top of page

Harvesting the Music Tree: Sustainable African Blackwood  

2024 Update: Now being presented either in-person (with exhibit) or via Zoom!

Nourishing and fertilizing the soil, inhibiting global warming, used for sculpture, medicine and more, African Blackwood is also the tree from which flutes, oboes, clarinets, and bagpipes are made. It's a commercially threatened species that grows almost exclusively in Tanzania and Mozambique. Conservation efforts currently underway are simultaneously helping to eradicate poverty while preserving this vitally important wood for the music industry.

Virtuoso oboist Brenda Schuman-Post has been studying and teaching about the music tree since 1992. In 2008 she won a Global Connections grant from Meet the Composer (funded by the Ford Foundation) to create, via improvisation, a new piece of music that would bond the people in whose forests African Blackwood (grenadilla, mpingo, pau preto) grows, with the people who play musical instruments made from that tree.

Performing for audiences who had never before seen nor heard any Western keyed woodwind instrument, sometimes as asoloist and sometimes with musicians from rural Northern Tanzania, in forests, at sawmills, celebrations, press conferences, in restaurants, villages and conservation projects in Tanzania, Mozambique and then in the UK, she also became the first musician in history to witness every detail from finding and harvesting an African Blackwood tree, to the making of a top of the line instrument.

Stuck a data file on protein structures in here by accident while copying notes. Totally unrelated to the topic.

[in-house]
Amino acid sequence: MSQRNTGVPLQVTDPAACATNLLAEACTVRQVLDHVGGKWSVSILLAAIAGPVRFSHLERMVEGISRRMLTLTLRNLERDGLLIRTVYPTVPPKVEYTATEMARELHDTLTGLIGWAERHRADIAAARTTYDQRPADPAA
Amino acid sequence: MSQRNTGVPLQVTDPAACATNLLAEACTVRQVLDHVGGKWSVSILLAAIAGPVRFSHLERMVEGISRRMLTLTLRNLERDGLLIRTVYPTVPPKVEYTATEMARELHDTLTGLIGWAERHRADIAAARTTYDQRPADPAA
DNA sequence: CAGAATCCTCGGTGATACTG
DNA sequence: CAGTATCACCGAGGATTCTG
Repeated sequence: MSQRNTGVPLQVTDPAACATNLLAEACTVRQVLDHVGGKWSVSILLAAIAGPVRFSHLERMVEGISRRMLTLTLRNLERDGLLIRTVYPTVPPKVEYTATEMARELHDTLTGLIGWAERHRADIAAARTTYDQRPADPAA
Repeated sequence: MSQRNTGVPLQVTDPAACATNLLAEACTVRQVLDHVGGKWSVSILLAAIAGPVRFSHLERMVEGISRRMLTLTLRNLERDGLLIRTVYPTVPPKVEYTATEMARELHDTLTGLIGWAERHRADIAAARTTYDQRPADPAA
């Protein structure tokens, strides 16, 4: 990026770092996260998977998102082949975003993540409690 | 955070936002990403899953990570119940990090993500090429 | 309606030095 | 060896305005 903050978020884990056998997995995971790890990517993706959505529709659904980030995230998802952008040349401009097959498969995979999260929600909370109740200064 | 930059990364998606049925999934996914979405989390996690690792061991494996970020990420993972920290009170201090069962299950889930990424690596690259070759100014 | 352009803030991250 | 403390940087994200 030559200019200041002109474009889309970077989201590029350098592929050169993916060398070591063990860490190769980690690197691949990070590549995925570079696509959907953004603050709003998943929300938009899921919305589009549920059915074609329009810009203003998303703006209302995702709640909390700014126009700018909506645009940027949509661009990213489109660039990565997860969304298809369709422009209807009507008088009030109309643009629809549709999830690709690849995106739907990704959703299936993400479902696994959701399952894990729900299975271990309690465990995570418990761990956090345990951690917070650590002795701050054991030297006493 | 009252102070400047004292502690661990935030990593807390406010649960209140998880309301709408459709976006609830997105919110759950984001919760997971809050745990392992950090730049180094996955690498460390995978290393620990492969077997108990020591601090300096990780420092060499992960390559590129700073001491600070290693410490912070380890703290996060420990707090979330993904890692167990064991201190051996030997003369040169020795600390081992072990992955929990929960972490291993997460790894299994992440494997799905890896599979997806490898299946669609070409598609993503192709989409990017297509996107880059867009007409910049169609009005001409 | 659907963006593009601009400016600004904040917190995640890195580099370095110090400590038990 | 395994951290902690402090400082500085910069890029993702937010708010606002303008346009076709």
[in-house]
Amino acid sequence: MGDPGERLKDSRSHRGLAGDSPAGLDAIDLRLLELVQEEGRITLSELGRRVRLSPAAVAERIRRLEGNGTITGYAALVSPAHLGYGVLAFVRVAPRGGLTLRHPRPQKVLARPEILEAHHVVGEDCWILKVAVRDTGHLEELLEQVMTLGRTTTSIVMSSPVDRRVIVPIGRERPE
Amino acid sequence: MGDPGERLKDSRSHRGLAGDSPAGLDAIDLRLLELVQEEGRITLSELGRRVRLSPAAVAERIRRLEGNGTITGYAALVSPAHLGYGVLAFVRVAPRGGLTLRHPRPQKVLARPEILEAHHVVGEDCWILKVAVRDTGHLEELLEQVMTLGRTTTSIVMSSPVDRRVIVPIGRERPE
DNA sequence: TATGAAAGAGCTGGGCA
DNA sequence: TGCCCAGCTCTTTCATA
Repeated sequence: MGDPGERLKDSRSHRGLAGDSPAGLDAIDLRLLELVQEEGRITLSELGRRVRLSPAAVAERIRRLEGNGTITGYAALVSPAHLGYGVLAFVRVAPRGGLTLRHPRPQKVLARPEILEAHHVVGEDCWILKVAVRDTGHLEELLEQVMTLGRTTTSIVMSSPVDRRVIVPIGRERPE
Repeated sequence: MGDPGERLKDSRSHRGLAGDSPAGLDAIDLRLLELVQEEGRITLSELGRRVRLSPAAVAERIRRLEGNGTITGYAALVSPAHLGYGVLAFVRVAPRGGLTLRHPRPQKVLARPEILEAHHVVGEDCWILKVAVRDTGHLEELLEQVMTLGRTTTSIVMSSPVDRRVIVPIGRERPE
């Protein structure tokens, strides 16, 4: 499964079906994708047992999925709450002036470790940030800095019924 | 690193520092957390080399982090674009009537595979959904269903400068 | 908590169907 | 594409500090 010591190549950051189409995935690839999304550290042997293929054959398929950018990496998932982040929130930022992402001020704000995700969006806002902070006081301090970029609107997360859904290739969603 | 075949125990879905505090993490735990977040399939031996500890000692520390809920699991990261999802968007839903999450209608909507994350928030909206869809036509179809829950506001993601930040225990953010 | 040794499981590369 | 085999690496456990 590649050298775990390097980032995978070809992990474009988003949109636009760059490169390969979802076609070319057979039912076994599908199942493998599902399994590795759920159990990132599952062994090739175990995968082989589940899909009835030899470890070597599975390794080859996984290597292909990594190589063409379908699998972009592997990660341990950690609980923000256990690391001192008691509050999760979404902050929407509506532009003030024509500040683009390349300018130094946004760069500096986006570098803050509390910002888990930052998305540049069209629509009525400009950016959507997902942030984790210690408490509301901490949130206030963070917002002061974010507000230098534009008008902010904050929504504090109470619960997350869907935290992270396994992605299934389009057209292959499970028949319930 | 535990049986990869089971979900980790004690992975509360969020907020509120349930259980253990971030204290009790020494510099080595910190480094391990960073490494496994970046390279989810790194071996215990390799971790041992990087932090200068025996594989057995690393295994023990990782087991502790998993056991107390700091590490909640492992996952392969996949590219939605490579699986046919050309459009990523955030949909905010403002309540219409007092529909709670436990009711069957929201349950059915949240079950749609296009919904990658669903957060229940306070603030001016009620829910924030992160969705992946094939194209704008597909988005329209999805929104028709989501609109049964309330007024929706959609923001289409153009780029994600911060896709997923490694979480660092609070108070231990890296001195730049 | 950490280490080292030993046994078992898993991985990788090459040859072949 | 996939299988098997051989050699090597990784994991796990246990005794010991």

Brenda will play the oboe, show slides and video, display authentic Makonde sculptures, and present a hands-on display of the wood. She will talk about the characteristics, uses, search for and harvesting of the tree, about the people and places where it grows, her experiences in East Africa, and about what's currently being done to lift destitute East Africans out of poverty by preserving, conserving, protecting, and replanting African Blackwood.

This Keynote presentation with exhibit is interdisciplinary and cross curricular, addressing environmental and sustainability issues, poverty eradication, social justice, conservation, global warming, green business, forestry, ethno-botany, African studies, wood carving and sculpture, dance, and all styles of western and world musics. It can be crafted to suit any audience and time frame. Please contact Brenda for more information and to book this significant presentation. Please watch videos at


In 2008, Brenda established The Mpingo Group with 5

Tanzanian musicians who play traditional instruments. With only an occasional translator, and mostly no language other than music, they created and performed two compositions: "Tree of Tanzania" and  Mpingo" at schools, celebrations, and night clubs throughout Tanzania.

bottom of page